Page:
28 August 1805, Alexander Carlyle, Scottish religious leader, died (born 26 January 1722)

2 August 1803, Nicolas Wiseman, first Archbishop of Westminster, was born.

26 January 1799, Samuel Gobat, Bishop of Jerusalem, was born (died 11 May 1879).

21 June 1792, Ferdinand Baur, theologian, was born in Schmiden (died 1860).

13 May 1792, Pope Pius IX was born.

12 September 1788, Alexander Campbell, US Christian religious leader (died 1866) was born.

8 September 1784, Ann Lee, religious leader and founder of the US sect of the Shakers, died.

7 March 1782, Angelo Mai, Vatican librarian, was born (died 8 September 1854).

2 September 1780, Lant Carpenter, English Unitarian Minister, was born (died 5 April 1840).

1779, The Religious Tract Society was founded in London. Its aim was to distribute religious literature in the British colonies and other lands.

5 February 1775, Eusebius Amort, German Catholic Theologian, died in Pulling, Bavaria (born 15 November 1692 in Bibermuhle, Upper Bavaria).

17 September 1774, Guiseppe Mezzofanti, Italian Cardinal, was born (died 15 March 1849).

18 September 1765, Pope Gregory XVI was born.

3 January 1763, Joseph Fesch, Cardinal, was born (died 13 May 1839).

20 November 1761, Pope Pius VIII was born.

22 August 1760, Pope Leo XII born.

20 August 1745, Francis Asbury, US clergyman, was born (died 31 March 1816)

20 April 1745, Nathanael Emmons, US clergyman, was born (died 23 September 1840).

14 August 1740, Pope Pius X was born

28 April 1738. Pope Clement XII condemned freemasonry.

8 January 1735, John Carroll, US Roman Catholic prelate, was born (died 3 December 1815).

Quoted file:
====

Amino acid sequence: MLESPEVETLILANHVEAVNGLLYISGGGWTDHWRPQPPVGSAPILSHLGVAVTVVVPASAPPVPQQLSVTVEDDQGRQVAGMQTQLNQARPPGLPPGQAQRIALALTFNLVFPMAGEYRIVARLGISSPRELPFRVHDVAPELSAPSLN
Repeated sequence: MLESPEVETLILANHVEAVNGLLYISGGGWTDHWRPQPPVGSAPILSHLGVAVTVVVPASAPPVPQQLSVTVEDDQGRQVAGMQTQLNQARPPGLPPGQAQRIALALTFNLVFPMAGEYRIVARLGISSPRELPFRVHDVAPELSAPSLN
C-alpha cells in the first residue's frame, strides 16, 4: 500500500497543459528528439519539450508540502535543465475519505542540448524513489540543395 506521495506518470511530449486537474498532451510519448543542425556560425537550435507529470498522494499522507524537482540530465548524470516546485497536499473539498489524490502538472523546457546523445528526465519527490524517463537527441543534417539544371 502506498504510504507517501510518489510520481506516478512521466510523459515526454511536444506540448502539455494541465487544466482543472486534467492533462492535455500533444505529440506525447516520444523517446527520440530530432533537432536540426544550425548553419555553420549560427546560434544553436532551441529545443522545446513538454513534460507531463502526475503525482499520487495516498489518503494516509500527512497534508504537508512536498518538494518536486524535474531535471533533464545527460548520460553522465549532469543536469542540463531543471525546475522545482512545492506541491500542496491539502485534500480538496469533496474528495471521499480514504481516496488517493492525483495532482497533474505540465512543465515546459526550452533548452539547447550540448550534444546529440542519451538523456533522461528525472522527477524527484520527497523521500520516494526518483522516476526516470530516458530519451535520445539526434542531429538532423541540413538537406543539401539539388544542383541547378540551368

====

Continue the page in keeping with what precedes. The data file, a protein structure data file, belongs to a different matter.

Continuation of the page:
26 January 1722, Alexander Carlyle, Scottish religious leader, was born (died 28 August 1805).

27 December 1717, Pope Pius VI was born.

1713, Jansenism, the Christeian sect originally led by Bishop Cornelius Jansen, Bishop of Ypres, was finally eradicated by Pope Clement XI. Similar to Calvinism, it had been condemned as heresy by Pope Innocent IV in 1654.

21 January 1710, Johann Gichtel, German preacher, died (born 14 March 1638).

1698, In London the Society for the Promotion of Christian Knowledge (SPCK) was formed by Dr Thomas Bray (1656 � 1730).

27 September 1696, Alfonso Liguori, Roman Catholic saint, was born.

15 November 1692, Eusebius Amort, German Catholic Theologian, was born in Bibermuhle, Upper Bavaria (died 5 February 1775 in Pulling, Bavaria).

25 February 1686, Abraham Calovius, German Lutheran theologian (born 16 April 1612) died.

1662, In Britain the Uniformity Act stated that all Church Ministers must be ordained by the Anglican rite. This aliented more Dissenters.

18 January 1664, Moses Amyraut, Protestant theologian (born 1596) died.

27 September 1660, Vincent de Paul, preacher, later beatified, died.

13 May 1655, Pope Innocent XIII was born.

6 May 1638, Cornelius Jansen, Bishop ofYpres, died (born 28 October 1585).

14 March 1638, Johann Gichtel, German preacher, was born (died 21 January 1710).

5 August 1633, George Abbot, Archbishop of Canterbury, died (born 19 October 1562).

18 November 1626. St Peter�s Church in Rome was consecrated.

8 September 1624, Marco Dominis, Italian theologian, died (born 1560).

28 December 1622, Death in Lyons, France, of St Francis of Sales, co-founder of the female religious Order of the Visitation and author of the influential Counter-Reformation book Introduction to the Devout Life.

6 June 1622, Pope Gregory XV founded the Sacred Congregation for the Propagation of the Faith, or Propaganda Fidei, to promote Catholicism and counteract Protestantism.

17 September 1621, Roberto Bellarmine, Italian Cardinal, died in Rome (born in Tuscany 4 January 1542).

9 February 1619, Lucilio Vanini, born 1585 near Naples, was arrested near Toulouse and executed for being an atheist

9 July 1618, Religious dispute in Holland between Jacobus Arminius and Gomarus. Gomarus supported the doctrine of predestination; Arminius opposed it. The Arminians, or Remonstrants, were supported by the local State-Princes; the Contra-Remonstrants (Gomarus) were supported by Maurice, who also had the Army on his side. Maurice moved to eliminate the waard-gelders, the local militia possessed by the State-Princes. Supporting the Remonstrants were Hugo de Groot (Grotius) and Hoogerbeets.